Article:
with \(n_{M}\) the Matsubara mode. The FT of G, \(\widetilde{G}_{n}\), is then given by

G ˜ n = 1 i ħ ω n μ + H = m ϕ m R ϕ m L 1 i ħ ω n + ζ m ,

where in the second equality we introduced twice the resolution of the identity \(\sum_{m}\phi _{m}^{R}\phi _{m}^{L^{\dagger}}=\hat{1}\) and used the biorthogonality of the eigenvectors \(\phi _{m}^{R/L}\) of H with eigenstate \(\epsilon _{m}\). Notice that H is an operator in position/momentum and a matrix on the inner degrees of freedom of the fields, but it is not an operator in the Hilbert space. As such, its eigenvectors \(\phi _{m}^{R,L}\) (which are basically the wavefunctions) are just vectors of functions of position/momentum. We see then that the behavior of \(\widetilde{G}_{n}\), and consequently G, is determined by \(\zeta _{m}\). In particular, the poles of this function are given by

$$\begin{aligned} i\hbar \omega _{n}=\zeta _{m}, \end{aligned}$$

which can only be satisfied (for real T or β) when \(\operatorname{Re}{\zeta _{m}}=0\) and \(\operatorname{Im} \zeta _{m}=\hbar \omega _{n}=n_{M} \pi k_{B}T\). Notice also that \(\zeta /(k_{B}T)\) should be an integer multiple of π. Thus, this is possible only in the low (or intermediate) temperature limit. When such conditions are met, both \(G^{B}(\tau )\) and \(G^{F}(\tau )\) take the form

$$\begin{aligned} G (\tau )\approx \beta \sum_{m} \phi _{m}^{R} { \phi _{m}^{L}}^{\dagger } (\operatorname{Re} {\zeta _{m}} )^{-1} e^{-i \omega _{n}\tau}, \end{aligned}$$

where \(\omega _{n}\) and \(\zeta _{m}\) almost satisfy Eq. (9). A small deviation from this condition, encoded in a very small but finite \(\operatorname{Re}{\zeta _{m}}\), is necessary to prevent the function to diverge at the resonance.

These systems then exhibit oscillatory behavior in imaginary time! Moreover, Eqs. (3) are just solutions of Eq. (9) for the Hatano–Nelson model, see Methods. Therefore, the oscillations in β are indeed signatures of the iTC phase.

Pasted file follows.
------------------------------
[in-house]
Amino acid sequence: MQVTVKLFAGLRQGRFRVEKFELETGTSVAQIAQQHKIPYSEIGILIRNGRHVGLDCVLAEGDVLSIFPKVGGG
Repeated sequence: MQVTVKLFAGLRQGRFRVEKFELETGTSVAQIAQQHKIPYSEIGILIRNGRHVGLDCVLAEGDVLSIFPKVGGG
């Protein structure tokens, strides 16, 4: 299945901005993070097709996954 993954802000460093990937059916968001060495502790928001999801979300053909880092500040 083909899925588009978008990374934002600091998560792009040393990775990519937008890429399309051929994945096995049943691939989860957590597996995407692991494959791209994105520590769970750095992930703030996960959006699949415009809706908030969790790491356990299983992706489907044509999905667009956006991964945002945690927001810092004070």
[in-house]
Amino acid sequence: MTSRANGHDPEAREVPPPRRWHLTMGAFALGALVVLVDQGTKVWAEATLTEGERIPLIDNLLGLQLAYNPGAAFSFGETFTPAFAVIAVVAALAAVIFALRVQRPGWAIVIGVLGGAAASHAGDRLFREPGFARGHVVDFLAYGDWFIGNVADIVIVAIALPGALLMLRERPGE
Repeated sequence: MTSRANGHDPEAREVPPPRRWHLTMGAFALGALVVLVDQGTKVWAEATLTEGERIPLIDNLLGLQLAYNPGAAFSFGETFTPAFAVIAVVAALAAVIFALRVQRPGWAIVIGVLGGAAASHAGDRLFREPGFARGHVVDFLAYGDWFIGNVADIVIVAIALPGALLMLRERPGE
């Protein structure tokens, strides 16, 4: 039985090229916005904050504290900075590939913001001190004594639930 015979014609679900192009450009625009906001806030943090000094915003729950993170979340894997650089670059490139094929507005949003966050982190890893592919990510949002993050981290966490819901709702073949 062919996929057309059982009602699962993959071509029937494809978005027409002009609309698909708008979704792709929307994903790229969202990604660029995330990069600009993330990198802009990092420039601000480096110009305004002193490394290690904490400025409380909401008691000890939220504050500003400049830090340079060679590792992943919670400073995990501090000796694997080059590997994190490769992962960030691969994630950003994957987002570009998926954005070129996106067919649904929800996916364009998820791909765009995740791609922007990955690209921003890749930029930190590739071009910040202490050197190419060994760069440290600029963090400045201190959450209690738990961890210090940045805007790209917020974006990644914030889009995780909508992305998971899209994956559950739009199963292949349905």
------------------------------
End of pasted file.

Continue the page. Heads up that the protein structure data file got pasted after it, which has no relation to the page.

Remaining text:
It is remarkable that both G and \(G_{n}\) show a direct signature of the iTC phase. We present the results for this function close to the resonance for the fermion mode \(n_{M}=\pm 11\) and \(\mu =-10^{-3}\) in Fig. 2. We plot \(|\widetilde{G}_{n}^{F}|\) in Figs. 2(a)–(c) in logscale to better reveal the presence of poles. For PBC [Fig. 2(a)] and for the surrogate Hamiltonian [Fig. 2(b)], we investigated it as a function of k, whereas for OBC [Fig. 2(c)], we inspect \(\widetilde{G}^{F}_{n}(r, 0)\equiv \widetilde{G}^{F}_{n}(r)\) as a function of a distance r from the left edge of the system (position 0 in our lattice). Starting from the PBC [Fig. 2(a)], we observe the poles at \(k=\pm \pi /2a\) and \(n_{M}=\mp 11\) as expected, see Methods. The poles for different values of \(n_{M}\) are much less intense as they follow a \(-\sin (ka)\) function. They occur because we have set a small μ to prevent divergences in these functions. Similar features are seen for the surrogate Hamiltonian [Fig. 2(b)], with the difference that now they follow a \(\sin (ka)\) function, changing the sign relation between \(n_{M}\) and k. The OBC does not allow for an analysis in momentum space, and we must take into account effects that are not present for the periodic systems. One is the NHSE, which localizes \(\phi ^{R}\) (\(\phi ^{L}\)) in the right (left) edge of the system. The other is the modification of the spectrum due to the small size of the system, making the bandwidth equal to \(2\sqrt{\Gamma ^{2}-t^{2}}-\mathcal{O}(1/M)\). Hence, we need to look for conditions of resonance for this value of energy, instead of \(2\sqrt{\Gamma ^{2}-t^{2}}\). However, considering such effects, the real space analysis [Fig. 2(c)] reveals peaks precisely at the same values of \(n_{M}\), showing that one can still clearly see this effect for a small system.